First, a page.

Have you ever been so nervous in an interview that you were actually numb while listening to yourself speak, or froze up, unable to conjure answers to the questions? Maybe you became so anxious that you talked yourself out of the interview all together. You’re not alone. In fact, job interviews probably rank close to car trouble on things we enjoy the least. Unless we’re independently wealthy or self-employed, however, they’re part of what we must go through in order to secure gainful employment. To help you capitalize on your skills and create opportunities for yourself, here’s a list of Dos and Don’ts to help you in preparing for the behavior-based job interview.
First off, let’s clarify. What is a behavior-based interview, exactly? Generally, the search committee will gather information through a series of scenario-based questions and ask you to explain how you’d handle them. This essentially paints the picture of your skill set, demonstrated through the actions you’ve taken in the past or would take on the new job. Even if you find that the committee’s interviewing isn’t behavior-based, and is of the more traditional, “Tell us about your strengths,” “Why our company?” sorts of questions, preparing to discuss your specific job experiences will give you a leg up over the competition.
With that in mind:
Do approach an interview as an opportunity to tell the story of your job skills. Before you go, consider what you’ve done and the lessons you learned about how to do or not do something. Writing this material out will help you recall it on interview day. Think of aspects of your work experience that may be unique. It’s a great interview when the hiring committee starts asking you frank advice for solving issues they’re facing.
Don’t show up for an interview expecting that information will come to you if you didn’t map your skills ahead of time. Unless you’ve given time really thinking about the work you’ve done and its merit, you may struggle. Also, mapping your work builds confidence because it’s a reaffirmation that indeed, you have a lot of skills that will be useful.
Do listen to the questions/prompts and answer them fully. A question that begins, “Tell us about a time when you needed to make a decision that you knew would be unpopular with your team. How did you message it? What was the outcome?” is a 3-part question that’s aimed to identify how you manage supporting people through changes. You’ll want to be specific and sufficiently detailed, and if you forget part of the question that was originally asked, ask for it to be repeated.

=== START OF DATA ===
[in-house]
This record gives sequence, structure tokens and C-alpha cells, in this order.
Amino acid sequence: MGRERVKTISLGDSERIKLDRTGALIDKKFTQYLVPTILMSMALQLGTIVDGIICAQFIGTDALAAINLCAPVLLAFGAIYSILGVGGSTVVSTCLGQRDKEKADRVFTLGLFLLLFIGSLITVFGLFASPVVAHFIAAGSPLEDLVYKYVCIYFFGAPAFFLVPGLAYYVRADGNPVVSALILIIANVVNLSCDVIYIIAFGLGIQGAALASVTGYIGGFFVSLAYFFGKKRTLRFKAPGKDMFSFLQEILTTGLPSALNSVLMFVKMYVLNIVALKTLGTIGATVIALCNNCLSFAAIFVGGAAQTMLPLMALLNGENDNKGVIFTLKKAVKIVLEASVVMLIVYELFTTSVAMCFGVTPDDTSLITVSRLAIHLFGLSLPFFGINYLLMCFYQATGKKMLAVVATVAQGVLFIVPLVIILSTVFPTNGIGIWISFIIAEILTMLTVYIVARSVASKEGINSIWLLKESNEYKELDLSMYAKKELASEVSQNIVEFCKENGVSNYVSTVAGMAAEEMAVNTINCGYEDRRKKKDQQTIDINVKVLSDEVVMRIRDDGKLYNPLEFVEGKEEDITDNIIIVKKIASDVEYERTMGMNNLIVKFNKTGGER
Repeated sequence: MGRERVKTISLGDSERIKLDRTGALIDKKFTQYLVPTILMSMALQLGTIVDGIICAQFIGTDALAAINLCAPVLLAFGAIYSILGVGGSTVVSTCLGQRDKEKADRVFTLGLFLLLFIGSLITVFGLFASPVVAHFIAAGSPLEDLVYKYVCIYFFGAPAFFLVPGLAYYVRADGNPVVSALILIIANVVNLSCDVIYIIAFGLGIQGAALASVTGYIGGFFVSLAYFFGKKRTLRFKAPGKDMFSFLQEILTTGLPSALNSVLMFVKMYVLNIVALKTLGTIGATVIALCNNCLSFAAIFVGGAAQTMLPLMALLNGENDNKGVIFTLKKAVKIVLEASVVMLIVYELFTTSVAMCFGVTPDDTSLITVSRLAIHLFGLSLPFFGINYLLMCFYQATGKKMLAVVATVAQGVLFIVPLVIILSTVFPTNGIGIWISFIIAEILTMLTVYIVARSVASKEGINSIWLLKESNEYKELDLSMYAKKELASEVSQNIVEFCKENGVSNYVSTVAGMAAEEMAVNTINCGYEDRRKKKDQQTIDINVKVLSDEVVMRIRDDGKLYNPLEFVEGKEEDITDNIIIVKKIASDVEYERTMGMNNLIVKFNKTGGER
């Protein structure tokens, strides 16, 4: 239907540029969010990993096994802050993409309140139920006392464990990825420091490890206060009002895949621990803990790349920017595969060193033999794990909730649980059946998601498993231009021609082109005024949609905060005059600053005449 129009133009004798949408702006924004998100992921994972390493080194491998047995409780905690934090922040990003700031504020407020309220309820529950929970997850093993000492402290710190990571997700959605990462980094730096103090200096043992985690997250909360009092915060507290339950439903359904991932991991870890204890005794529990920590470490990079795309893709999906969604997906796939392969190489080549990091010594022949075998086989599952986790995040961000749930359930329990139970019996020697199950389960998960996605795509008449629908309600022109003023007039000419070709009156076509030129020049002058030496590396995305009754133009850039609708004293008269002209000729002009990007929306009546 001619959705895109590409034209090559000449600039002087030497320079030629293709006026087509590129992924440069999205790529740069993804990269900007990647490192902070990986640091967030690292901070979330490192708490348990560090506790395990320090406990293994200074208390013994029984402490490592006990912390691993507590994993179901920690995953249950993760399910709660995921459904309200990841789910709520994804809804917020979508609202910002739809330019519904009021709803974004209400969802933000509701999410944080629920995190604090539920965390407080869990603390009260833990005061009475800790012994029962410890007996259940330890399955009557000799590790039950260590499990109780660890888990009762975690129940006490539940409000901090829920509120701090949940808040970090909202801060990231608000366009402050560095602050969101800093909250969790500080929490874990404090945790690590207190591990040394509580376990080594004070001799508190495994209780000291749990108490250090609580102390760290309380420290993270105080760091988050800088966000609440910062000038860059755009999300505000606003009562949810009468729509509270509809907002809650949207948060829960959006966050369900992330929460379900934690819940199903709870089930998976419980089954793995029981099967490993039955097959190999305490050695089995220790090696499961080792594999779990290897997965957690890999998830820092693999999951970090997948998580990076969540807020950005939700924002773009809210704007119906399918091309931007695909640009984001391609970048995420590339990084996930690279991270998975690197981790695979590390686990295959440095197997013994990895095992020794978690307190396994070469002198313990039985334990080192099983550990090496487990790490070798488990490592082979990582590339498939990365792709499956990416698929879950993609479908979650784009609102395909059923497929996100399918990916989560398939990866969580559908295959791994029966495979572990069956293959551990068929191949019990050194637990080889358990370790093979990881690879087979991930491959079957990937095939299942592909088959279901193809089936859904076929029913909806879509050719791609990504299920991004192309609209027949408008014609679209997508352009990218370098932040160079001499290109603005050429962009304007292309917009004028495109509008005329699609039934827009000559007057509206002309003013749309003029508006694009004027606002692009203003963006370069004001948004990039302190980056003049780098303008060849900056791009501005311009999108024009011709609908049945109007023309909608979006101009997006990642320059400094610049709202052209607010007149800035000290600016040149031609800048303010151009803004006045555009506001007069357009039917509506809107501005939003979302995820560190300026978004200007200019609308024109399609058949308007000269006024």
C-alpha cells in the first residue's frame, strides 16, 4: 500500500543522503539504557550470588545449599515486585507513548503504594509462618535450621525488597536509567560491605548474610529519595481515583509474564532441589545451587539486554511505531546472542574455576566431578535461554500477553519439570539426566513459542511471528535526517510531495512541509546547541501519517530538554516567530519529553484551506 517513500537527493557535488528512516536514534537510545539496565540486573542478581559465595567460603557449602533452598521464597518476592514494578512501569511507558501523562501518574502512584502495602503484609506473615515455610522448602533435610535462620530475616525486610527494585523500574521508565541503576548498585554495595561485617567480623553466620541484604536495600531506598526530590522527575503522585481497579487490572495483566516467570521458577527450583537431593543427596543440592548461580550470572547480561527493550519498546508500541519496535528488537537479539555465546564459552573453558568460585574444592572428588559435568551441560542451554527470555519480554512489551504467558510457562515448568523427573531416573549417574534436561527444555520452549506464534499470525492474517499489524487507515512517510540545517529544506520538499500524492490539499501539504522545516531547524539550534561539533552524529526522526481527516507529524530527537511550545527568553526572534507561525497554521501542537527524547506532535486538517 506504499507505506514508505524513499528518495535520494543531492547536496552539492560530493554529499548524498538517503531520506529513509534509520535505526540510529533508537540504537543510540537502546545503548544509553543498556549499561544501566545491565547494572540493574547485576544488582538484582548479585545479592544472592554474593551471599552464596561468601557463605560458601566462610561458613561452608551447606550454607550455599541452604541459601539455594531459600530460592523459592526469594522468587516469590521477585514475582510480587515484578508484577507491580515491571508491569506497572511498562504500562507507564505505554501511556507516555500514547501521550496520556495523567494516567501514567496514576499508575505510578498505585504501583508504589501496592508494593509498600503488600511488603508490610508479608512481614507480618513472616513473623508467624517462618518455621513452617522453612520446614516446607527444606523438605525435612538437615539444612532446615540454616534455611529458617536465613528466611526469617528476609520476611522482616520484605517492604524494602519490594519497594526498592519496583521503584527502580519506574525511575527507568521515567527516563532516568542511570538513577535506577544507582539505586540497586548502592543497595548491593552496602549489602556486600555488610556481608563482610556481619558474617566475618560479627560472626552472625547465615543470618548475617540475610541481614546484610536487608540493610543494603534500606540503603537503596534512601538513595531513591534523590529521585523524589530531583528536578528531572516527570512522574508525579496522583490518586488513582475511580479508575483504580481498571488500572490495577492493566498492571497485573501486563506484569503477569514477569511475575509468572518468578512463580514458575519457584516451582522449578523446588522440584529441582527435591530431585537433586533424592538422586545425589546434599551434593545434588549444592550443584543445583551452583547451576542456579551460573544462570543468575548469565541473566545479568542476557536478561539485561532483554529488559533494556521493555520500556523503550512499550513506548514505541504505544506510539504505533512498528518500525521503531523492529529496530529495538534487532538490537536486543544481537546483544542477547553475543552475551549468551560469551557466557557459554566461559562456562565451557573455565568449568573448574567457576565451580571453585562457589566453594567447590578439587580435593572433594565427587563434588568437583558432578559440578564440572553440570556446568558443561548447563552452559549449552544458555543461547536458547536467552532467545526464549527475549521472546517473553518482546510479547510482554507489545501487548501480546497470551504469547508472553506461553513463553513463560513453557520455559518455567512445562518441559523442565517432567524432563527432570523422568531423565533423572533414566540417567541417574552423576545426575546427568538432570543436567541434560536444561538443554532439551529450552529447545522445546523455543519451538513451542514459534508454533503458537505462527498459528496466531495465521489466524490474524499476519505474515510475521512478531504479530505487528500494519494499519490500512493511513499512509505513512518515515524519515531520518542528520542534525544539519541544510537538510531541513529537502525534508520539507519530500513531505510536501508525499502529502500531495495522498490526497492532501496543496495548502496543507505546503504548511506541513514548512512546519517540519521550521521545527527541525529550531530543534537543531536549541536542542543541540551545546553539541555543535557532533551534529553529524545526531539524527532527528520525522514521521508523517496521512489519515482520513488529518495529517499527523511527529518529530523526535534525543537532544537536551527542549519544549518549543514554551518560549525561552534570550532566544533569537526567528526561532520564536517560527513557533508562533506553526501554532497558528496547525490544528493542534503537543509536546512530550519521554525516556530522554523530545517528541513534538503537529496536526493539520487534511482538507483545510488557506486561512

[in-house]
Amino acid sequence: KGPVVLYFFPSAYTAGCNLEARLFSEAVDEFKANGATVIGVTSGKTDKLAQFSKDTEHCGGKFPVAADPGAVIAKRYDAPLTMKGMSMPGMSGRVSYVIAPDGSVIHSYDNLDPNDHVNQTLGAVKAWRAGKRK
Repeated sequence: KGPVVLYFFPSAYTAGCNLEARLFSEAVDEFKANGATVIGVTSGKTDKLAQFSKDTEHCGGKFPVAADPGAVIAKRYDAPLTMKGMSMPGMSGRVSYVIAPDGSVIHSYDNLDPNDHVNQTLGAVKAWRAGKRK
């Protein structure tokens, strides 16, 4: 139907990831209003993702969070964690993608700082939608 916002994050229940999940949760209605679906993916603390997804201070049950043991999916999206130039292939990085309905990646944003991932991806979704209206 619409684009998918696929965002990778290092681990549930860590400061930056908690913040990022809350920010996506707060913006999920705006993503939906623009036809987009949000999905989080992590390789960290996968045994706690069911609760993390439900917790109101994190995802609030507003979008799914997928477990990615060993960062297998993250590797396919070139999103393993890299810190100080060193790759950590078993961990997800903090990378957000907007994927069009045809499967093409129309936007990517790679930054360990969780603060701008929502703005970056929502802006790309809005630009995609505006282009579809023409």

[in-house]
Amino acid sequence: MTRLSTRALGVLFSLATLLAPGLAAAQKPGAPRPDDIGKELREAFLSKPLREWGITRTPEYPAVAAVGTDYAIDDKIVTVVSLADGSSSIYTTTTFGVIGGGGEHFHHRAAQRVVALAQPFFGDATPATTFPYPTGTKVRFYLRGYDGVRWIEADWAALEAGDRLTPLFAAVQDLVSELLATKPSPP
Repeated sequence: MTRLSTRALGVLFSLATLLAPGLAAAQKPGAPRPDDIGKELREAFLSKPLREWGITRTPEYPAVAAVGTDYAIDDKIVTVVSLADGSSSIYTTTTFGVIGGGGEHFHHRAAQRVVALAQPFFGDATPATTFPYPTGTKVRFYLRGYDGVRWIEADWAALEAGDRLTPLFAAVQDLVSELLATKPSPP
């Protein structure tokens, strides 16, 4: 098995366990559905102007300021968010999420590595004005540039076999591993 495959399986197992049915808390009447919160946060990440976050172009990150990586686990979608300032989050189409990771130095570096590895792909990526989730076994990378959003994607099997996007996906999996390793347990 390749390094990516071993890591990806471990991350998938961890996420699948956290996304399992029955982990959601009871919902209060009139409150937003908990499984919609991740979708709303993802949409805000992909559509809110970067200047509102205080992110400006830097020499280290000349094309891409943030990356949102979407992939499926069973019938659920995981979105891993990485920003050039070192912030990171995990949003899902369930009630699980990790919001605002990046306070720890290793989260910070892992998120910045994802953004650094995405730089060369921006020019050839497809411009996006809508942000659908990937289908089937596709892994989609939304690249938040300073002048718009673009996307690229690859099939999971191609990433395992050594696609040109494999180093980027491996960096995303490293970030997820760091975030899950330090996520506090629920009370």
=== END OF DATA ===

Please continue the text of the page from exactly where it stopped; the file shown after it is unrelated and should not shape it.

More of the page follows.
Don’t, when given questions like this, give abstract responses that are vague in nature such as, “Well, I like to bring people in and tell them why we’re doing what we’re doing, then give them a chance to ask questions.” This sounds canned, and without an example, it fails to demonstrate that you really have the skills to manage this type of scenario.
Do give concise answers that are specific to the question that’s asked. If you know you could continue with an answer but are uncertain whether additional detail is needed, it’s okay to ask, “Does that answer your question?” This places the responsibility with the interviewer if she or he wants you to expound on what you’ve said.
Don’t ramble. Interviews are killed if your answers are circuitous because the hiring committee will think that this is how you actually think and speak in your work world. Nobody wants to work with a rambler who can’t give clear and direct responses.
Do ask the frank, real-world questions you have. An interview is really a two-way conversation to be sure that you fit with them and they fit with you.
Don’t be timid about asking questions because you obviously want to know what a day of a life in this job will look like, how people find balance, how certain things get done, or whatever else is of interest to you.
Do, after the interview is over and the offer is being made, advocate for your salary and other things you need. This is especially necessary for managerial jobs because it shows that you have negotiation skills. Don’t be outrageous. Know the median salary that’s offered for this position in your area and consider your time and experience that’s been spent preparing you for it.
Don’t accept an initial offer that seems low. Companies generally make offers with the expectation that you’ll negotiate and will make an initial lowball offer. If you can earn an extra 5-10% of what they initially offered, or perhaps additional vacation, relocation expenses, or other needs, do it.
Remember that learning to interview well is a practiced skill set unto itself. Those of us who have made few job changes are often challenged by the experience. Nonetheless, if you follow these tips, you’ll get better each time you interview, eventually landing the plum job.